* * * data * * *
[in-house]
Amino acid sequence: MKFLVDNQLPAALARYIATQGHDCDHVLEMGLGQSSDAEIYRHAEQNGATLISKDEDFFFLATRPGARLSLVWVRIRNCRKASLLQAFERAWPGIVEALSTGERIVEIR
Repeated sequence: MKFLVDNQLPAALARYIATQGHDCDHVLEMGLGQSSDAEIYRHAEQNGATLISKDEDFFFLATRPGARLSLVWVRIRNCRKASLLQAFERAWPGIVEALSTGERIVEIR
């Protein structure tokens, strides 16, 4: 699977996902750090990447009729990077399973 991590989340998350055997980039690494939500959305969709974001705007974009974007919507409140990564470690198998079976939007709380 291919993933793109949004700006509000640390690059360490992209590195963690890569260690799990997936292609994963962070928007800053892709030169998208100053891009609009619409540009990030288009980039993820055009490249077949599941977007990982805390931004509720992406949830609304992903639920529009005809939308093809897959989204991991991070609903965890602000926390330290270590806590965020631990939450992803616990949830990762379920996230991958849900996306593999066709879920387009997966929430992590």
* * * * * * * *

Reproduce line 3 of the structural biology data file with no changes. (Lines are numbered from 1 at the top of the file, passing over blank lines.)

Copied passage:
Repeated sequence: MKFLVDNQLPAALARYIATQGHDCDHVLEMGLGQSSDAEIYRHAEQNGATLISKDEDFFFLATRPGARLSLVWVRIRNCRKASLLQAFERAWPGIVEALSTGERIVEIR